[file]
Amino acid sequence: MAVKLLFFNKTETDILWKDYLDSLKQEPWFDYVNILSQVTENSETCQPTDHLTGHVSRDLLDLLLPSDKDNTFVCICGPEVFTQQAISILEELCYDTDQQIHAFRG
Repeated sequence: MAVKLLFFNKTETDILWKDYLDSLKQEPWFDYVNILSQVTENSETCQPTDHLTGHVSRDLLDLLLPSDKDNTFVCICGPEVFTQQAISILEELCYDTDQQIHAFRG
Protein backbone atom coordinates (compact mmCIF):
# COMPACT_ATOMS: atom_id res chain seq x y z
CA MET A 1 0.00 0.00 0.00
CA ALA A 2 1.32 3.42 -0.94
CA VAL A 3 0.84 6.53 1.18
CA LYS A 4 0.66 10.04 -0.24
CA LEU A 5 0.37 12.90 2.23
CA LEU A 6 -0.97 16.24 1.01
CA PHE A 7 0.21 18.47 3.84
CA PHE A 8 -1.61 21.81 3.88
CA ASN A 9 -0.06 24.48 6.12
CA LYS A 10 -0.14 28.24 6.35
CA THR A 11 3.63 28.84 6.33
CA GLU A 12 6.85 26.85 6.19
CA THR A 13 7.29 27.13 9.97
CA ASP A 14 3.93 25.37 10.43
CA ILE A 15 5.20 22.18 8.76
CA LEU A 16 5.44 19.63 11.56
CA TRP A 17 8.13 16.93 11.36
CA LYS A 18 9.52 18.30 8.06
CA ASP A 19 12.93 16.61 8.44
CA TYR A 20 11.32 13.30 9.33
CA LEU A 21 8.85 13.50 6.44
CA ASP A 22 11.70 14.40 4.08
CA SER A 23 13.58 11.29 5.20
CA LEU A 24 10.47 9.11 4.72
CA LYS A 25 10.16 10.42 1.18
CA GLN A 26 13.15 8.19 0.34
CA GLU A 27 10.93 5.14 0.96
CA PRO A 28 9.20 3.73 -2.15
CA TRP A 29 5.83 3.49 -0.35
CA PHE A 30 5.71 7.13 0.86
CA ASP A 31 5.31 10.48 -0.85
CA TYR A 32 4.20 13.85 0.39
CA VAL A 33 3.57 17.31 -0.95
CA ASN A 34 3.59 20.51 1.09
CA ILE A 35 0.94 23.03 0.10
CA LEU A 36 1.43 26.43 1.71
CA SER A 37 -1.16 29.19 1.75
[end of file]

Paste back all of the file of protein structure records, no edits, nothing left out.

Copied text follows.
Amino acid sequence: MAVKLLFFNKTETDILWKDYLDSLKQEPWFDYVNILSQVTENSETCQPTDHLTGHVSRDLLDLLLPSDKDNTFVCICGPEVFTQQAISILEELCYDTDQQIHAFRG
Repeated sequence: MAVKLLFFNKTETDILWKDYLDSLKQEPWFDYVNILSQVTENSETCQPTDHLTGHVSRDLLDLLLPSDKDNTFVCICGPEVFTQQAISILEELCYDTDQQIHAFRG
Protein backbone atom coordinates (compact mmCIF):
# COMPACT_ATOMS: atom_id res chain seq x y z
CA MET A 1 0.00 0.00 0.00
CA ALA A 2 1.32 3.42 -0.94
CA VAL A 3 0.84 6.53 1.18
CA LYS A 4 0.66 10.04 -0.24
CA LEU A 5 0.37 12.90 2.23
CA LEU A 6 -0.97 16.24 1.01
CA PHE A 7 0.21 18.47 3.84
CA PHE A 8 -1.61 21.81 3.88
CA ASN A 9 -0.06 24.48 6.12
CA LYS A 10 -0.14 28.24 6.35
CA THR A 11 3.63 28.84 6.33
CA GLU A 12 6.85 26.85 6.19
CA THR A 13 7.29 27.13 9.97
CA ASP A 14 3.93 25.37 10.43
CA ILE A 15 5.20 22.18 8.76
CA LEU A 16 5.44 19.63 11.56
CA TRP A 17 8.13 16.93 11.36
CA LYS A 18 9.52 18.30 8.06
CA ASP A 19 12.93 16.61 8.44
CA TYR A 20 11.32 13.30 9.33
CA LEU A 21 8.85 13.50 6.44
CA ASP A 22 11.70 14.40 4.08
CA SER A 23 13.58 11.29 5.20
CA LEU A 24 10.47 9.11 4.72
CA LYS A 25 10.16 10.42 1.18
CA GLN A 26 13.15 8.19 0.34
CA GLU A 27 10.93 5.14 0.96
CA PRO A 28 9.20 3.73 -2.15
CA TRP A 29 5.83 3.49 -0.35
CA PHE A 30 5.71 7.13 0.86
CA ASP A 31 5.31 10.48 -0.85
CA TYR A 32 4.20 13.85 0.39
CA VAL A 33 3.57 17.31 -0.95
CA ASN A 34 3.59 20.51 1.09
CA ILE A 35 0.94 23.03 0.10
CA LEU A 36 1.43 26.43 1.71
CA SER A 37 -1.16 29.19 1.75